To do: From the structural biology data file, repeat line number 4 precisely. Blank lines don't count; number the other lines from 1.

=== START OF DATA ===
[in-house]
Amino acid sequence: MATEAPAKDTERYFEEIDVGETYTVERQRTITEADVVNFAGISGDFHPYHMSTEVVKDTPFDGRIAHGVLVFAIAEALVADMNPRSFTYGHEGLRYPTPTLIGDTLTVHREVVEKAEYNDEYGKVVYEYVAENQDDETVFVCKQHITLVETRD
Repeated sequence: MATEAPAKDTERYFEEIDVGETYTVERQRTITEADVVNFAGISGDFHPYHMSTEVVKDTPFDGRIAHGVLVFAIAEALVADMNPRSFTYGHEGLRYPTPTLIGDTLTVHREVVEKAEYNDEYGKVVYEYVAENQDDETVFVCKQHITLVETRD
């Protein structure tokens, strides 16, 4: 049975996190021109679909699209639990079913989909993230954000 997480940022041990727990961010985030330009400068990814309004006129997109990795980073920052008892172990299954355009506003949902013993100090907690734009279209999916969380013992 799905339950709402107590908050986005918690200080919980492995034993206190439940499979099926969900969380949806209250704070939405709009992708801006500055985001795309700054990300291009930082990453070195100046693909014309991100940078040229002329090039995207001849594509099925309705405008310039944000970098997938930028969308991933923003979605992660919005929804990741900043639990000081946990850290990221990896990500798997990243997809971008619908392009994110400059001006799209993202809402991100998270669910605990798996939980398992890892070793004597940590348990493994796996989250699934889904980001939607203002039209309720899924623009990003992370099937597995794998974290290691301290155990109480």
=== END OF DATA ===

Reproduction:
């Protein structure tokens, strides 16, 4: 049975996190021109679909699209639990079913989909993230954000 997480940022041990727990961010985030330009400068990814309004006129997109990795980073920052008892172990299954355009506003949902013993100090907690734009279209999916969380013992 799905339950709402107590908050986005918690200080919980492995034993206190439940499979099926969900969380949806209250704070939405709009992708801006500055985001795309700054990300291009930082990453070195100046693909014309991100940078040229002329090039995207001849594509099925309705405008310039944000970098997938930028969308991933923003979605992660919005929804990741900043639990000081946990850290990221990896990500798997990243997809971008619908392009994110400059001006799209993202809402991100998270669910605990798996939980398992890892070793004597940590348990493994796996989250699934889904980001939607203002039209309720899924623009990003992370099937597995794998974290290691301290155990109480």